What about products produced in the EU?
Products produced inside the EU are subject to the same requirements as products produced outside the EU. The Regulation applies to products listed in Annex I, whether there are produced in the EU or imported.
For instance, if an EU company produces chocolate (code 1806, which is included in Annex I), then it will be considered as an operator subject to the obligations of the Regulation, even if the cocoa powder used in the chocolate has already been placed on the market and fulfilled the due diligence requirements (see also question 38 on operators down the supply chain).
How does the regulation apply to wood used for packaging?
For example, in the case of a producer selling packaging to manufacturers (to protect the final product - not to be sold as a final product to consumers), the text "not including packaging material used exclusively as packaging material to support, protect or carry another product placed on the market" in Annex I under Wood HS code 4415 should be understood as follows:
If any of the concerned packaging is placed on the market or exported as a product in its own right (i.e. standalone packaging), rather than as packaging for another product, it is covered by the Regulation and therefore due diligence requirements apply.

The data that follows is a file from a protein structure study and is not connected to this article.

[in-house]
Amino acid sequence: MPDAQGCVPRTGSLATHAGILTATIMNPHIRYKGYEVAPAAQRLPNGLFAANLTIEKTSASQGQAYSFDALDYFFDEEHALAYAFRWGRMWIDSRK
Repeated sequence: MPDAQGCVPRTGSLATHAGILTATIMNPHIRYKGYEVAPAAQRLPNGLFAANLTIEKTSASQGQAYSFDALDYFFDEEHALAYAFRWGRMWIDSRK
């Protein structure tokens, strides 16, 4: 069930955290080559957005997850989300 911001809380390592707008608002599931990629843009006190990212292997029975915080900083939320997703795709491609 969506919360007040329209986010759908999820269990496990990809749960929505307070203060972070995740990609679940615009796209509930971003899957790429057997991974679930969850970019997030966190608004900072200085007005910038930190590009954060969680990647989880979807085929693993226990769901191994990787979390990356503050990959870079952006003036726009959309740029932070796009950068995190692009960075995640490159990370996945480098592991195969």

If packaging, as classified under HS code 4415, is used to ‘support, protect or carry’ another product, it is not covered by the Regulation.
Packaging material used exclusively as packaging material to support, protect or carry another product placed on the market is not a relevant product within the meaning of Annex I of the Regulation, regardless of the HS code under which they fall.
User manuals accompanying shipments are also falling under this exemption unless they are purchased in their own right.
Does all recycled paper/paperboard fall under the scope?
Most recycled paper/paperboard products contain a small percentage of virgin pulp or pre-consumer recycled paper (for example, discarded paperboard scraps from cardboard box production) to strengthen the fibres.
Annex I states that the Regulation does not apply to goods if they are produced entirely from material that has completed its lifecycle and would otherwise have been discarded as waste as defined in Article 3, point (1), of Directive 2008/98/EC. So, no obligation applies under the Regulation in respect of the recycled material.